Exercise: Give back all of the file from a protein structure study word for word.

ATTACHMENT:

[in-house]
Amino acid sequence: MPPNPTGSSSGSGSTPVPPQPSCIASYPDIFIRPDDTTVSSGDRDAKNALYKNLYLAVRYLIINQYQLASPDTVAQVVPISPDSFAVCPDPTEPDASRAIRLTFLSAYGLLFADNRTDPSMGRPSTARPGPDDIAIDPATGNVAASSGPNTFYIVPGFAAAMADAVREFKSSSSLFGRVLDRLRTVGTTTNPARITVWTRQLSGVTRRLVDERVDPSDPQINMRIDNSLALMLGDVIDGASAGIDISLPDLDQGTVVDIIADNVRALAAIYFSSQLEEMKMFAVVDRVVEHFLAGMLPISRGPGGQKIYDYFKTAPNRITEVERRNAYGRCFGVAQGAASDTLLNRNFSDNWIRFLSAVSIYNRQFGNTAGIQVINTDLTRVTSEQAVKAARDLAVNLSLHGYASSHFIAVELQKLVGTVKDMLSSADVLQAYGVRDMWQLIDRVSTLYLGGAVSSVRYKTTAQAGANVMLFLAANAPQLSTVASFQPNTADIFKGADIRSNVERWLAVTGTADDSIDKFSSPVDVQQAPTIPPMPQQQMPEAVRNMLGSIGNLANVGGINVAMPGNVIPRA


[in-house]
Amino acid sequence: MPPNPTGSSSGSGSTPVPPQPSCIASYPDIFIRPDDTTVSSGDRDAKNALYKNLYLAVRYLIINQYQLASPDTVAQVVPISPDSFAVCPDPTEPDASRAIRLTFLSAYGLLFADNRTDPSMGRPSTARPGPDDIAIDPATGNVAASSGPNTFYIVPGFAAAMADAVREFKSSSSLFGRVLDRLRTVGTTTNPARITVWTRQLSGVTRRLVDERVDPSDPQINMRIDNSLALMLGDVIDGASAGIDISLPDLDQGTVVDIIADNVRALAAIYFSSQLEEMKMFAVVDRVVEHFLAGMLPISRGPGGQKIYDYFKTAPNRITEVERRNAYGRCFGVAQGAASDTLLNRNFSDNWIRFLSAVSIYNRQFGNTAGIQVINTDLTRVTSEQAVKAARDLAVNLSLHGYASSHFIAVELQKLVGTVKDMLSSADVLQAYGVRDMWQLIDRVSTLYLGGAVSSVRYKTTAQAGANVMLFLAANAPQLSTVASFQPNTADIFKGADIRSNVERWLAVTGTADDSIDKFSSPVDVQQAPTIPPMPQQQMPEAVRNMLGSIGNLANVGGINVAMPGNVIPRA